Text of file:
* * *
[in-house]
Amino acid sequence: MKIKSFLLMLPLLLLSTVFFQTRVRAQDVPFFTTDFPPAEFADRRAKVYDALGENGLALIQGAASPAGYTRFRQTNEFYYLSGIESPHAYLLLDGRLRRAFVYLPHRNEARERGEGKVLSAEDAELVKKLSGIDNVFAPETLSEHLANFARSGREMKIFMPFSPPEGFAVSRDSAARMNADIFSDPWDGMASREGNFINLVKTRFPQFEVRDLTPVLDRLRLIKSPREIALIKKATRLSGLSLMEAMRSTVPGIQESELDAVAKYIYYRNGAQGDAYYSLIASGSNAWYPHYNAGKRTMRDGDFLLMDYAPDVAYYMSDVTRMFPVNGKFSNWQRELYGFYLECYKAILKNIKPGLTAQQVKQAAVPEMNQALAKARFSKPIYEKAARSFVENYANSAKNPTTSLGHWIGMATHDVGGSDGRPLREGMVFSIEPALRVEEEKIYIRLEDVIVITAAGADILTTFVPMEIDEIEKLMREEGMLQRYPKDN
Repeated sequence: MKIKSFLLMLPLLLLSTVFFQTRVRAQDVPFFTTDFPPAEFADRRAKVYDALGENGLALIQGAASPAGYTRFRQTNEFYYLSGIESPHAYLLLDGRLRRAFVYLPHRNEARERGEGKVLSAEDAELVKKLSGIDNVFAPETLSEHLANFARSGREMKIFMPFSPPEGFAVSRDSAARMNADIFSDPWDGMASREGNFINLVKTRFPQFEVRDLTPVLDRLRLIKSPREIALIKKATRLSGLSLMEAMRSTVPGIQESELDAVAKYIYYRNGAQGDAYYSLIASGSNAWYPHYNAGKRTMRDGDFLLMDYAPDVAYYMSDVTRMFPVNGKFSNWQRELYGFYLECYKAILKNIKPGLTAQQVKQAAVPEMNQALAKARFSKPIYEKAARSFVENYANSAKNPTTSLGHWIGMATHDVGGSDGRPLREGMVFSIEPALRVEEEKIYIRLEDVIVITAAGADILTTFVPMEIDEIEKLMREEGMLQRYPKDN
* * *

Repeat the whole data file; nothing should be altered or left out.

[in-house]
Amino acid sequence: MKIKSFLLMLPLLLLSTVFFQTRVRAQDVPFFTTDFPPAEFADRRAKVYDALGENGLALIQGAASPAGYTRFRQTNEFYYLSGIESPHAYLLLDGRLRRAFVYLPHRNEARERGEGKVLSAEDAELVKKLSGIDNVFAPETLSEHLANFARSGREMKIFMPFSPPEGFAVSRDSAARMNADIFSDPWDGMASREGNFINLVKTRFPQFEVRDLTPVLDRLRLIKSPREIALIKKATRLSGLSLMEAMRSTVPGIQESELDAVAKYIYYRNGAQGDAYYSLIASGSNAWYPHYNAGKRTMRDGDFLLMDYAPDVAYYMSDVTRMFPVNGKFSNWQRELYGFYLECYKAILKNIKPGLTAQQVKQAAVPEMNQALAKARFSKPIYEKAARSFVENYANSAKNPTTSLGHWIGMATHDVGGSDGRPLREGMVFSIEPALRVEEEKIYIRLEDVIVITAAGADILTTFVPMEIDEIEKLMREEGMLQRYPKDN
Repeated sequence: MKIKSFLLMLPLLLLSTVFFQTRVRAQDVPFFTTDFPPAEFADRRAKVYDALGENGLALIQGAASPAGYTRFRQTNEFYYLSGIESPHAYLLLDGRLRRAFVYLPHRNEARERGEGKVLSAEDAELVKKLSGIDNVFAPETLSEHLANFARSGREMKIFMPFSPPEGFAVSRDSAARMNADIFSDPWDGMASREGNFINLVKTRFPQFEVRDLTPVLDRLRLIKSPREIALIKKATRLSGLSLMEAMRSTVPGIQESELDAVAKYIYYRNGAQGDAYYSLIASGSNAWYPHYNAGKRTMRDGDFLLMDYAPDVAYYMSDVTRMFPVNGKFSNWQRELYGFYLECYKAILKNIKPGLTAQQVKQAAVPEMNQALAKARFSKPIYEKAARSFVENYANSAKNPTTSLGHWIGMATHDVGGSDGRPLREGMVFSIEPALRVEEEKIYIRLEDVIVITAAGADILTTFVPMEIDEIEKLMREEGMLQRYPKDN